This might all have a crucial role the development of bowel cancer, added to which the bugs that require antibiotics may induce inflammation, which is a known risk for the development of bowel , say the researchers.

"The findings, if confirmed by other studies, suggest the potential need to limit the use of and sources of inflammation that may drive tumour formation," conclude the researchers.

Explore further: Family history of colon cancer calls for earlier screening

More information: Long term use of antibiotics and risk of colorectal adenoma, DOI: 10.1136/gutjnl-2016-313413

Related Stories

Family history of colon cancer calls for earlier screening

March 21, 2017
(HealthDay)—If you've got a family history of colon or rectal cancers, you probably need to start screening for these conditions before you turn 50, a cancer expert says.

Certain types of polyps may warrant keeping closer tabs on the colon

April 13, 2016
Being on the lookout for certain features of polyps may help physicians keep a closer eye on patients at risk for colorectal cancer.

Technology advances help to prevent, lessen impact of colon cancer

March 14, 2017
Approximately 140,000 people are diagnosed with colorectal cancer in the U.S. each year. March is Colorectal Cancer Awareness Month.

Keep colon cancer at bay

March 22, 2017
(HealthDay)—Colon cancer can be treated and cured if it's diagnosed early, and a colonoscopy is one of the best ways to detect the disease, a gastroenterologist says.

Exercise cuts bowel cancer risk

January 4, 2012
Researchers at the University of Western Australia (UWA) and the Western Australian Institute for Medical Research (WAIMR) have found people who engage in vigorous physical activity may be protected against types of colorectal ...

Poor colonoscopy prep hides pre-cancerous polyps

March 27, 2012
(Medical Xpress) -- What happens on the day before a colonoscopy may be just as important as the colon-screening test itself.

Recommended for you

Scientists pinpoint gene to blame for poorer survival rate in early-onset breast cancer patients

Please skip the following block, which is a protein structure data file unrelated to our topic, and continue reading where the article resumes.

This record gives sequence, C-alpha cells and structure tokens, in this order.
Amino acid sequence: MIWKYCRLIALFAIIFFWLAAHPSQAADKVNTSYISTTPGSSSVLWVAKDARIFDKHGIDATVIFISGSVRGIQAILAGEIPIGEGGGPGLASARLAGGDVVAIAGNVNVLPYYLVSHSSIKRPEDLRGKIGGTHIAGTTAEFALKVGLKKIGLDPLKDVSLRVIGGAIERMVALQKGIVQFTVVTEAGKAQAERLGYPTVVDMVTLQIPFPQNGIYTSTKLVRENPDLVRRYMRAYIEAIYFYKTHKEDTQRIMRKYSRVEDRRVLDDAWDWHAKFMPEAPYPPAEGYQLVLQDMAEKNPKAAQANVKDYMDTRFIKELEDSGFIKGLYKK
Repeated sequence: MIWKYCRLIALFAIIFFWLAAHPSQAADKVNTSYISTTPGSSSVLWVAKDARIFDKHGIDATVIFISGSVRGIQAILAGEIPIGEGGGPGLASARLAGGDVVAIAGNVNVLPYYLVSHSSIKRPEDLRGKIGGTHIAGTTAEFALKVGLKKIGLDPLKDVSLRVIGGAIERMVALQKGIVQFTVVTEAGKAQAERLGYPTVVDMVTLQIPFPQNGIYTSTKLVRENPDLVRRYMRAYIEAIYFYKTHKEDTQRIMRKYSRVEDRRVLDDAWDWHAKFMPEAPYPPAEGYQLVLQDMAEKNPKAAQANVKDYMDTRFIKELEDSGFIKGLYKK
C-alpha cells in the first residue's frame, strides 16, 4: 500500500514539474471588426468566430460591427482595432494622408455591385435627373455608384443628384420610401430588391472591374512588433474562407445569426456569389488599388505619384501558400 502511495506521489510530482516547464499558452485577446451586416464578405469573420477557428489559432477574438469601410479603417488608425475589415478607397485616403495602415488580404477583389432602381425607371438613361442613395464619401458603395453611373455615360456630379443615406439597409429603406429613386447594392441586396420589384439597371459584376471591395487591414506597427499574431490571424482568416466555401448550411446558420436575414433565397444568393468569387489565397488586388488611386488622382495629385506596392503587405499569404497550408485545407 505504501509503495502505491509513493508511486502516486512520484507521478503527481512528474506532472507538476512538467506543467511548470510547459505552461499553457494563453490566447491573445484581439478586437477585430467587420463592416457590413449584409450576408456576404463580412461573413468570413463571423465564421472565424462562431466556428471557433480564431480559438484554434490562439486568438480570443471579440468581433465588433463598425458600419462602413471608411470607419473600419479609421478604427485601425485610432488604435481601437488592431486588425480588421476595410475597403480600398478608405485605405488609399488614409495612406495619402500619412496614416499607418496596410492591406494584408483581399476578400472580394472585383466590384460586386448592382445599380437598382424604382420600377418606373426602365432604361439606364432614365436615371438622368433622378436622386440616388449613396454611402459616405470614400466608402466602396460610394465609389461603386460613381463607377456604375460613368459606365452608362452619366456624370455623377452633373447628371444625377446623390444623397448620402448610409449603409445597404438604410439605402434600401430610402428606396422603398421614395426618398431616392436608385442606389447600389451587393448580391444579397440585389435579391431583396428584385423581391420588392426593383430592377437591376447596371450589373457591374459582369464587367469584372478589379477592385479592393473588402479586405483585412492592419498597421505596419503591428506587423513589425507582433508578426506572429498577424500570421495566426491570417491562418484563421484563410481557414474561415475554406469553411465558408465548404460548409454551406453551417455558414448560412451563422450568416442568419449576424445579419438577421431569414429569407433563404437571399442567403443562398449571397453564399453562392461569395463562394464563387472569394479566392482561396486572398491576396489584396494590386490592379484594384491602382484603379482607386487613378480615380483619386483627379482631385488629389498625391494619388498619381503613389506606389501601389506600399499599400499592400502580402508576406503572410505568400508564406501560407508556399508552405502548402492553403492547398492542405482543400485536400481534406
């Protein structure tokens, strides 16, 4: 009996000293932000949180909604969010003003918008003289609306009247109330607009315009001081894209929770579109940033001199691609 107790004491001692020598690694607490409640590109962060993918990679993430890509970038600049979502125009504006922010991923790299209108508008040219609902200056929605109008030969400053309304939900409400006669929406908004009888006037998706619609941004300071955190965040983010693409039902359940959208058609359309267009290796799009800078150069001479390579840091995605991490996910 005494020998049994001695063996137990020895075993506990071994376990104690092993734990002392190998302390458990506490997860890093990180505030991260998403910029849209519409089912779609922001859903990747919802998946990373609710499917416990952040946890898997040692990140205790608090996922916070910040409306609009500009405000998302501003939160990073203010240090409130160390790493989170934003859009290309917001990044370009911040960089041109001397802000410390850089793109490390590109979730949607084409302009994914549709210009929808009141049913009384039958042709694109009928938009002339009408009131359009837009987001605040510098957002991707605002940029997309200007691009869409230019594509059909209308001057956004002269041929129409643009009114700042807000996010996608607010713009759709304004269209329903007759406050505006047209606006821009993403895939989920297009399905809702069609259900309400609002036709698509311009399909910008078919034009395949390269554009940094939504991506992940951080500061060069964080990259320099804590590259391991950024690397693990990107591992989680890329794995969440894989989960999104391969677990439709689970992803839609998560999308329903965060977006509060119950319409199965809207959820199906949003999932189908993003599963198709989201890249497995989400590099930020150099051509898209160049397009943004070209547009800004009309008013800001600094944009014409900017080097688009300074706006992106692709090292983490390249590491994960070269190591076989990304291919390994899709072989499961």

December 15, 2017
A new study led by scientists at the University of Southampton has found that inherited variation in a particular gene may be to blame for the lower survival rate of patients diagnosed with early-onset breast cancer.

'Bet hedging' explains the efficacy of many combination cancer therapies

December 14, 2017
The efficacy of many FDA-approved cancer drug combinations is not due to synergistic interactions between drugs, but rather to a form of "bet hedging," according to a new study published by Harvard Medical School researchers ...

Liquid biopsy results differed substantially between two providers

December 14, 2017
Two Johns Hopkins prostate cancer researchers found significant disparities when they submitted identical patient samples to two different commercial liquid biopsy providers. Liquid biopsy is a new and noninvasive alternative ...

Testing the accuracy of FDA-approved and lab-developed cancer genetics tests

December 14, 2017
Cancer molecular testing can drive clinical decision making and help a clinician determine if a patient is a good candidate for a targeted therapeutic drug. Clinical tests for common cancer causing-mutations in the genes ...

Newest data links inflammation to chemo-brain

December 14, 2017
Inflammation in the blood plays a key role in "chemo-brain," according to a published pilot study that provides evidence for what scientists have long believed.

Scientists unlock structure of mTOR, a key cancer cell signaling protein

December 14, 2017
Researchers in the Sloan Kettering Institute have solved the structure of an important signaling molecule in cancer cells. They used a new technology called cryo-EM to visualize the structure in three dimensions. The detailed ...

0 comments

Please sign in to add a comment. Registration is free, and takes less than a minute. Read more

Click here to reset your password.
Sign in to get notified via email when new comments are made.